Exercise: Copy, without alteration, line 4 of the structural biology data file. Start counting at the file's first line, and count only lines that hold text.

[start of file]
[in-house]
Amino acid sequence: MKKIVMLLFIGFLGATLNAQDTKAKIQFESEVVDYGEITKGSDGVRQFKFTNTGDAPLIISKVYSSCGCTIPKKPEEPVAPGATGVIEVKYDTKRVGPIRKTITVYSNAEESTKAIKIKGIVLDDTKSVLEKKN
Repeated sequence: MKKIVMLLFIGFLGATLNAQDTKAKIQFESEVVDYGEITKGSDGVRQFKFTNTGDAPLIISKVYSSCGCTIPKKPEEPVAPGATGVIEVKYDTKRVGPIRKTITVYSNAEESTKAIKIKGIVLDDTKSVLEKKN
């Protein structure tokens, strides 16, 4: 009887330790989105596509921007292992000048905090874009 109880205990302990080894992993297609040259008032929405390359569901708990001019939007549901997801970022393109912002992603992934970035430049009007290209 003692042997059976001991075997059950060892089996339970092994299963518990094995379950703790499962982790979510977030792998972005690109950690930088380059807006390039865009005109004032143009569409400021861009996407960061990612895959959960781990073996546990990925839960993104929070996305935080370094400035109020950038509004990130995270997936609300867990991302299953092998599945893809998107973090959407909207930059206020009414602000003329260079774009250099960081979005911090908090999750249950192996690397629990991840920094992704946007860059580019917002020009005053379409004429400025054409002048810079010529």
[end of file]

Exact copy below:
């Protein structure tokens, strides 16, 4: 009887330790989105596509921007292992000048905090874009 109880205990302990080894992993297609040259008032929405390359569901708990001019939007549901997801970022393109912002992603992934970035430049009007290209 003692042997059976001991075997059950060892089996339970092994299963518990094995379950703790499962982790979510977030792998972005690109950690930088380059807006390039865009005109004032143009569409400021861009996407960061990612895959959960781990073996546990990925839960993104929070996305935080370094400035109020950038509004990130995270997936609300867990991302299953092998599945893809998107973090959407909207930059206020009414602000003329260079774009250099960081979005911090908090999750249950192996690397629990991840920094992704946007860059580019917002020009005053379409004429400025054409002048810079010529």